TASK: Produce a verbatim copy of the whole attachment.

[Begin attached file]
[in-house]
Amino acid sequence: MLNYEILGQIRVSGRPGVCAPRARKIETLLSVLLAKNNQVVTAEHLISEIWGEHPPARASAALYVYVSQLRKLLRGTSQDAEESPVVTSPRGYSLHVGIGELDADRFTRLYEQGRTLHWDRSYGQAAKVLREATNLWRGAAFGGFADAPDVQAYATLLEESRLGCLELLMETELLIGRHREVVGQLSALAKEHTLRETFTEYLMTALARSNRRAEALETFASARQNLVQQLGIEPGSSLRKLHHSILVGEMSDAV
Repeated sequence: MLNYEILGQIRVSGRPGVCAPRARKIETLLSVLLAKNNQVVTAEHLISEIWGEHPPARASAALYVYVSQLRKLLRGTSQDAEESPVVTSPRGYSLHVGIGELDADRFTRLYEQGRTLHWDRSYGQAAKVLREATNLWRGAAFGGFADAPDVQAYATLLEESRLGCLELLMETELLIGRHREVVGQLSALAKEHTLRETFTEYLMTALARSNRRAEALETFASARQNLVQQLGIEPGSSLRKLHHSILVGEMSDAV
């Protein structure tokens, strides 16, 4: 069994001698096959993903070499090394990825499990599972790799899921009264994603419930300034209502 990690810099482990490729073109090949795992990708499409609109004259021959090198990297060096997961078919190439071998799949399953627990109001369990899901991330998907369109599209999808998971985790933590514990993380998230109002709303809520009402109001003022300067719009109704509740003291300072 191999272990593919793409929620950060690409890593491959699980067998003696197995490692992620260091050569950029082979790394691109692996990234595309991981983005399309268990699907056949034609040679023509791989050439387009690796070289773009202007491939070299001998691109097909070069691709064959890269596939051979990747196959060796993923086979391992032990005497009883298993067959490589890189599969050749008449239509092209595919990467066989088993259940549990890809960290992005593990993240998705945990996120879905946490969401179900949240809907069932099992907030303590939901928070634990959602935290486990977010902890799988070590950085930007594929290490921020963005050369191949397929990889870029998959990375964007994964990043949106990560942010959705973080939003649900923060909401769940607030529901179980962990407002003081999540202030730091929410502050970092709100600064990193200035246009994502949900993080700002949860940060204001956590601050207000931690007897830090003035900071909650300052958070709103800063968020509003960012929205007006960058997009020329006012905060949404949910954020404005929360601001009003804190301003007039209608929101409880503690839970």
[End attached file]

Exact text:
[in-house]
Amino acid sequence: MLNYEILGQIRVSGRPGVCAPRARKIETLLSVLLAKNNQVVTAEHLISEIWGEHPPARASAALYVYVSQLRKLLRGTSQDAEESPVVTSPRGYSLHVGIGELDADRFTRLYEQGRTLHWDRSYGQAAKVLREATNLWRGAAFGGFADAPDVQAYATLLEESRLGCLELLMETELLIGRHREVVGQLSALAKEHTLRETFTEYLMTALARSNRRAEALETFASARQNLVQQLGIEPGSSLRKLHHSILVGEMSDAV
Repeated sequence: MLNYEILGQIRVSGRPGVCAPRARKIETLLSVLLAKNNQVVTAEHLISEIWGEHPPARASAALYVYVSQLRKLLRGTSQDAEESPVVTSPRGYSLHVGIGELDADRFTRLYEQGRTLHWDRSYGQAAKVLREATNLWRGAAFGGFADAPDVQAYATLLEESRLGCLELLMETELLIGRHREVVGQLSALAKEHTLRETFTEYLMTALARSNRRAEALETFASARQNLVQQLGIEPGSSLRKLHHSILVGEMSDAV
């Protein structure tokens, strides 16, 4: 069994001698096959993903070499090394990825499990599972790799899921009264994603419930300034209502 990690810099482990490729073109090949795992990708499409609109004259021959090198990297060096997961078919190439071998799949399953627990109001369990899901991330998907369109599209999808998971985790933590514990993380998230109002709303809520009402109001003022300067719009109704509740003291300072 191999272990593919793409929620950060690409890593491959699980067998003696197995490692992620260091050569950029082979790394691109692996990234595309991981983005399309268990699907056949034609040679023509791989050439387009690796070289773009202007491939070299001998691109097909070069691709064959890269596939051979990747196959060796993923086979391992032990005497009883298993067959490589890189599969050749008449239509092209595919990467066989088993259940549990890809960290992005593990993240998705945990996120879905946490969401179900949240809907069932099992907030303590939901928070634990959602935290486990977010902890799988070590950085930007594929290490921020963005050369191949397929990889870029998959990375964007994964990043949106990560942010959705973080939003649900923060909401769940607030529901179980962990407002003081999540202030730091929410502050970092709100600064990193200035246009994502949900993080700002949860940060204001956590601050207000931690007897830090003035900071909650300052958070709103800063968020509003960012929205007006960058997009020329006012905060949404949910954020404005929360601001009003804190301003007039209608929101409880503690839970």